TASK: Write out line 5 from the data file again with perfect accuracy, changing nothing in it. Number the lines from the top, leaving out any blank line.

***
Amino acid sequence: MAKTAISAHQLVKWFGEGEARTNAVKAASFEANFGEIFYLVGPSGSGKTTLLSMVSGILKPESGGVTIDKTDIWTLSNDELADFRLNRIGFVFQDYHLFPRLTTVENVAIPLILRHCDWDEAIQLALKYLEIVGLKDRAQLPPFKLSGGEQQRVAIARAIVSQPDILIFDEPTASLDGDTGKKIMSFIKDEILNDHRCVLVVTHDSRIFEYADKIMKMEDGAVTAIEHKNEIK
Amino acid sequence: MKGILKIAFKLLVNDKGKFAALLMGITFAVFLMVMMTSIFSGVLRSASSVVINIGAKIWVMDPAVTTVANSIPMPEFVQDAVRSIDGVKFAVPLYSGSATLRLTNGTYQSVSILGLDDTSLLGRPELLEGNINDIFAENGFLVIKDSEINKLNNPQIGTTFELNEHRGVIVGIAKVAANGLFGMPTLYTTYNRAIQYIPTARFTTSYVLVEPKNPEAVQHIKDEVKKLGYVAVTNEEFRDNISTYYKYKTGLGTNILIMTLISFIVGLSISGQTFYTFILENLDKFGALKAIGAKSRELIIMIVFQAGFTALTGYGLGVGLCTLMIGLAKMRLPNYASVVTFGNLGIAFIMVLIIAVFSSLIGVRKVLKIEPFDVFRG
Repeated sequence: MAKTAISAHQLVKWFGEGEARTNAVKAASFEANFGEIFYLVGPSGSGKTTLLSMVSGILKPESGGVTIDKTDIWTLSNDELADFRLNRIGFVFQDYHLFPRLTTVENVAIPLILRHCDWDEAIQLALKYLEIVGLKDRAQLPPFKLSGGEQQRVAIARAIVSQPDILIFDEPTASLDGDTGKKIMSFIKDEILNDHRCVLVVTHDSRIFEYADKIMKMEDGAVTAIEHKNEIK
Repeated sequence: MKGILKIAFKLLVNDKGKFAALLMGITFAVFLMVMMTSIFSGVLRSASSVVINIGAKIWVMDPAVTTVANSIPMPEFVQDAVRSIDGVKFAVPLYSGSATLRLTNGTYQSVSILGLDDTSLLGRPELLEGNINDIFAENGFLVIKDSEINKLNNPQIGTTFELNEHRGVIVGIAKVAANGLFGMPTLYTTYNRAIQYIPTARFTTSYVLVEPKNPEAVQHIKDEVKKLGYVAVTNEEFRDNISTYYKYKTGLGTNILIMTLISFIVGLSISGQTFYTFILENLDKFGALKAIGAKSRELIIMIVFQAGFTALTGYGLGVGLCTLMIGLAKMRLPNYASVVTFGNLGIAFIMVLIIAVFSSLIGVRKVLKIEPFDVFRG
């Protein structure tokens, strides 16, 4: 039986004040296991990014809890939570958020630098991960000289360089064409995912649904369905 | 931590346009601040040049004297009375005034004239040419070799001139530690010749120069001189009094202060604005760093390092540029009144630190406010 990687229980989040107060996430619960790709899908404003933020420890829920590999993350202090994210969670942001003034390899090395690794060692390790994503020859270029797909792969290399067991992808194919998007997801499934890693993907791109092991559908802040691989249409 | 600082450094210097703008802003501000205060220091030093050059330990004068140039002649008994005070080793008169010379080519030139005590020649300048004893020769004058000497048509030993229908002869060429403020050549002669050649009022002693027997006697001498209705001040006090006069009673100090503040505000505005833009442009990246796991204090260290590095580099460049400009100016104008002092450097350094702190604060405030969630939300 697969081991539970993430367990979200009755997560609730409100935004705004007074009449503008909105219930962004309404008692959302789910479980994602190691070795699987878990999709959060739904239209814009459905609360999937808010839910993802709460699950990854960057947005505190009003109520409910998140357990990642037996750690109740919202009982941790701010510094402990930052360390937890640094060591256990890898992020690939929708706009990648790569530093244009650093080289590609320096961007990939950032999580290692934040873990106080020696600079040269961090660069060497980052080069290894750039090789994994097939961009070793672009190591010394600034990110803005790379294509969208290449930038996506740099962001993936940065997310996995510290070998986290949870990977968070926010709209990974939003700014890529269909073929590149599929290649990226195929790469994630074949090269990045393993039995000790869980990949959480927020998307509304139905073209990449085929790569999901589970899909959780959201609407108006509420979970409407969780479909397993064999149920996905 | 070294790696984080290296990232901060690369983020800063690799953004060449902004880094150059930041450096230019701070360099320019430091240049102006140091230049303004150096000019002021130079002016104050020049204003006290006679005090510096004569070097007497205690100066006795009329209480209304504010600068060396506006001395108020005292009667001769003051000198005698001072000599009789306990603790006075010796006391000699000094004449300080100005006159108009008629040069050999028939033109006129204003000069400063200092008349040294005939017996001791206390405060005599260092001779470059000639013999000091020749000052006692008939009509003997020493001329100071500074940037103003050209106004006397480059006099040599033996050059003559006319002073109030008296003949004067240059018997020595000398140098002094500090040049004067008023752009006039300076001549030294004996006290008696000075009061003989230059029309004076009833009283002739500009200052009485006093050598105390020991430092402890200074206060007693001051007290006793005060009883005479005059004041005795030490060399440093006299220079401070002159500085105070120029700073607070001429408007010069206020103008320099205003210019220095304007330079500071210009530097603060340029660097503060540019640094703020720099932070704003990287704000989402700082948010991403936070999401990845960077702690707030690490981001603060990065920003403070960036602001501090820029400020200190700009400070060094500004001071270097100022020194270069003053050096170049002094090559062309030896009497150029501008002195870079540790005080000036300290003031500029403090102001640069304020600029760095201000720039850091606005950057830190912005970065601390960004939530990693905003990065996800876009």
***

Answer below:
């Protein structure tokens, strides 16, 4: 039986004040296991990014809890939570958020630098991960000289360089064409995912649904369905 | 931590346009601040040049004297009375005034004239040419070799001139530690010749120069001189009094202060604005760093390092540029009144630190406010 990687229980989040107060996430619960790709899908404003933020420890829920590999993350202090994210969670942001003034390899090395690794060692390790994503020859270029797909792969290399067991992808194919998007997801499934890693993907791109092991559908802040691989249409 | 600082450094210097703008802003501000205060220091030093050059330990004068140039002649008994005070080793008169010379080519030139005590020649300048004893020769004058000497048509030993229908002869060429403020050549002669050649009022002693027997006697001498209705001040006090006069009673100090503040505000505005833009442009990246796991204090260290590095580099460049400009100016104008002092450097350094702190604060405030969630939300 697969081991539970993430367990979200009755997560609730409100935004705004007074009449503008909105219930962004309404008692959302789910479980994602190691070795699987878990999709959060739904239209814009459905609360999937808010839910993802709460699950990854960057947005505190009003109520409910998140357990990642037996750690109740919202009982941790701010510094402990930052360390937890640094060591256990890898992020690939929708706009990648790569530093244009650093080289590609320096961007990939950032999580290692934040873990106080020696600079040269961090660069060497980052080069290894750039090789994994097939961009070793672009190591010394600034990110803005790379294509969208290449930038996506740099962001993936940065997310996995510290070998986290949870990977968070926010709209990974939003700014890529269909073929590149599929290649990226195929790469994630074949090269990045393993039995000790869980990949959480927020998307509304139905073209990449085929790569999901589970899909959780959201609407108006509420979970409407969780479909397993064999149920996905 | 070294790696984080290296990232901060690369983020800063690799953004060449902004880094150059930041450096230019701070360099320019430091240049102006140091230049303004150096000019002021130079002016104050020049204003006290006679005090510096004569070097007497205690100066006795009329209480209304504010600068060396506006001395108020005292009667001769003051000198005698001072000599009789306990603790006075010796006391000699000094004449300080100005006159108009008629040069050999028939033109006129204003000069400063200092008349040294005939017996001791206390405060005599260092001779470059000639013999000091020749000052006692008939009509003997020493001329100071500074940037103003050209106004006397480059006099040599033996050059003559006319002073109030008296003949004067240059018997020595000398140098002094500090040049004067008023752009006039300076001549030294004996006290008696000075009061003989230059029309004076009833009283002739500009200052009485006093050598105390020991430092402890200074206060007693001051007290006793005060009883005479005059004041005795030490060399440093006299220079401070002159500085105070120029700073607070001429408007010069206020103008320099205003210019220095304007330079500071210009530097603060340029660097503060540019640094703020720099932070704003990287704000989402700082948010991403936070999401990845960077702690707030690490981001603060990065920003403070960036602001501090820029400020200190700009400070060094500004001071270097100022020194270069003053050096170049002094090559062309030896009497150029501008002195870079540790005080000036300290003031500029403090102001640069304020600029760095201000720039850091606005950057830190912005970065601390960004939530990693905003990065996800876009």